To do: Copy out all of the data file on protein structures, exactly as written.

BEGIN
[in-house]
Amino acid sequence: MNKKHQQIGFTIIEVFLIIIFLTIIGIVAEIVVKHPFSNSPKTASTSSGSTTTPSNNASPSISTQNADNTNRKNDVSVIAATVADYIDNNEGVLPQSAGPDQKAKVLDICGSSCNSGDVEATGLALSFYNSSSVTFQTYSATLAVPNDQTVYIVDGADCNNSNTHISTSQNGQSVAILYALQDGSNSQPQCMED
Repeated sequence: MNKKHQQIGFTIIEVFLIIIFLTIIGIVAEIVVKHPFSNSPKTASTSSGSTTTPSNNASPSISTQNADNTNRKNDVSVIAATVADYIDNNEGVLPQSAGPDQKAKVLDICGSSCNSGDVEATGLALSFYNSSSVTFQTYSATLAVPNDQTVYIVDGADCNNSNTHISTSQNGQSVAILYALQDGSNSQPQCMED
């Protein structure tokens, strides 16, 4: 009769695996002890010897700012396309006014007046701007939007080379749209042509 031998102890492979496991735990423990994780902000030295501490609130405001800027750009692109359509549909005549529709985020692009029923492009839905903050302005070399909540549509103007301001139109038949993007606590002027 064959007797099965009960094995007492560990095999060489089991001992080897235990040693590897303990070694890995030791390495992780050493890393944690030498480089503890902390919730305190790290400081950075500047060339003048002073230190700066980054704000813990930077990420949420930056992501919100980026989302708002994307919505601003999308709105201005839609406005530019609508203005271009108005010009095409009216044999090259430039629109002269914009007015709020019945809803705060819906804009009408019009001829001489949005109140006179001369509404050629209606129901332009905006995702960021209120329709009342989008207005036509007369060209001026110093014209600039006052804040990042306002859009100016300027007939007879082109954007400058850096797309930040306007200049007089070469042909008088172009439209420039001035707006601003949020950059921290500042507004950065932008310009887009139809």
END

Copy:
[in-house]
Amino acid sequence: MNKKHQQIGFTIIEVFLIIIFLTIIGIVAEIVVKHPFSNSPKTASTSSGSTTTPSNNASPSISTQNADNTNRKNDVSVIAATVADYIDNNEGVLPQSAGPDQKAKVLDICGSSCNSGDVEATGLALSFYNSSSVTFQTYSATLAVPNDQTVYIVDGADCNNSNTHISTSQNGQSVAILYALQDGSNSQPQCMED
Repeated sequence: MNKKHQQIGFTIIEVFLIIIFLTIIGIVAEIVVKHPFSNSPKTASTSSGSTTTPSNNASPSISTQNADNTNRKNDVSVIAATVADYIDNNEGVLPQSAGPDQKAKVLDICGSSCNSGDVEATGLALSFYNSSSVTFQTYSATLAVPNDQTVYIVDGADCNNSNTHISTSQNGQSVAILYALQDGSNSQPQCMED
């Protein structure tokens, strides 16, 4: 009769695996002890010897700012396309006014007046701007939007080379749209042509 031998102890492979496991735990423990994780902000030295501490609130405001800027750009692109359509549909005549529709985020692009029923492009839905903050302005070399909540549509103007301001139109038949993007606590002027 064959007797099965009960094995007492560990095999060489089991001992080897235990040693590897303990070694890995030791390495992780050493890393944690030498480089503890902390919730305190790290400081950075500047060339003048002073230190700066980054704000813990930077990420949420930056992501919100980026989302708002994307919505601003999308709105201005839609406005530019609508203005271009108005010009095409009216044999090259430039629109002269914009007015709020019945809803705060819906804009009408019009001829001489949005109140006179001369509404050629209606129901332009905006995702960021209120329709009342989008207005036509007369060209001026110093014209600039006052804040990042306002859009100016300027007939007879082109954007400058850096797309930040306007200049007089070469042909008088172009439209420039001035707006601003949020950059921290500042507004950065932008310009887009139809």